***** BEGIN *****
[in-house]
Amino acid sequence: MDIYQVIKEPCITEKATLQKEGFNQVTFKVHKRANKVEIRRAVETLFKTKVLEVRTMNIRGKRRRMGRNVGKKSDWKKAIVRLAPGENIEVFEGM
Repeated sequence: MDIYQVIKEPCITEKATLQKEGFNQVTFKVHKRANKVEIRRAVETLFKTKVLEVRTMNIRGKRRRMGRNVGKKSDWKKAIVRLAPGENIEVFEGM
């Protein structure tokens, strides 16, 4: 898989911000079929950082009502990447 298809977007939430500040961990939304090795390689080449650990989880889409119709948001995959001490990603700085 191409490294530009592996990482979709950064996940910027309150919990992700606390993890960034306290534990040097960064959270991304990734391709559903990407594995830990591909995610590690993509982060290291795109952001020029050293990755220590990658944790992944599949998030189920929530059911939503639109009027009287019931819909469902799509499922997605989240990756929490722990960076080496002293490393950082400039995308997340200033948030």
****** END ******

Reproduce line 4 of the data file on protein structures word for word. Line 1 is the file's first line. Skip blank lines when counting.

């Protein structure tokens, strides 16, 4: 898989911000079929950082009502990447 298809977007939430500040961990939304090795390689080449650990989880889409119709948001995959001490990603700085 191409490294530009592996990482979709950064996940910027309150919990992700606390993890960034306290534990040097960064959270991304990734391709559903990407594995830990591909995610590690993509982060290291795109952001020029050293990755220590990658944790992944599949998030189920929530059911939503639109009027009287019931819909469902799509499922997605989240990756929490722990960076080496002293490393950082400039995308997340200033948030």